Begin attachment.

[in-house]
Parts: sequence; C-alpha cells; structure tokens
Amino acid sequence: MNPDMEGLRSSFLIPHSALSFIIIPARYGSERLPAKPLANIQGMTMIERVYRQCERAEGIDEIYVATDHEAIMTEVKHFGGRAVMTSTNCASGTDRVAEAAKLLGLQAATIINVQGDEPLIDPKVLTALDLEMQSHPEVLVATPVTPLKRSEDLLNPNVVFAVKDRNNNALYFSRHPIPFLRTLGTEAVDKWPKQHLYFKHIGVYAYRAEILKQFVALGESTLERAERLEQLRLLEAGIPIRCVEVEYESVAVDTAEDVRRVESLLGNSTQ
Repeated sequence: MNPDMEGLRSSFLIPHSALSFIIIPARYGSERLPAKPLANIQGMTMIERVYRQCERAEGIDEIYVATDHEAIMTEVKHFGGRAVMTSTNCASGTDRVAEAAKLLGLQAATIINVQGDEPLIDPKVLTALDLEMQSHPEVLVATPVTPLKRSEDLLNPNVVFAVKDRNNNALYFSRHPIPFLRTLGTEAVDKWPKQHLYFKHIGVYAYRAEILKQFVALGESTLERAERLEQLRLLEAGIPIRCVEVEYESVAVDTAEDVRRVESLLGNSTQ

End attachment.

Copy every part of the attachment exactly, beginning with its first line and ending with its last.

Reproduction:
[in-house]
Parts: sequence; C-alpha cells; structure tokens
Amino acid sequence: MNPDMEGLRSSFLIPHSALSFIIIPARYGSERLPAKPLANIQGMTMIERVYRQCERAEGIDEIYVATDHEAIMTEVKHFGGRAVMTSTNCASGTDRVAEAAKLLGLQAATIINVQGDEPLIDPKVLTALDLEMQSHPEVLVATPVTPLKRSEDLLNPNVVFAVKDRNNNALYFSRHPIPFLRTLGTEAVDKWPKQHLYFKHIGVYAYRAEILKQFVALGESTLERAERLEQLRLLEAGIPIRCVEVEYESVAVDTAEDVRRVESLLGNSTQ
Repeated sequence: MNPDMEGLRSSFLIPHSALSFIIIPARYGSERLPAKPLANIQGMTMIERVYRQCERAEGIDEIYVATDHEAIMTEVKHFGGRAVMTSTNCASGTDRVAEAAKLLGLQAATIINVQGDEPLIDPKVLTALDLEMQSHPEVLVATPVTPLKRSEDLLNPNVVFAVKDRNNNALYFSRHPIPFLRTLGTEAVDKWPKQHLYFKHIGVYAYRAEILKQFVALGESTLERAERLEQLRLLEAGIPIRCVEVEYESVAVDTAEDVRRVESLLGNSTQ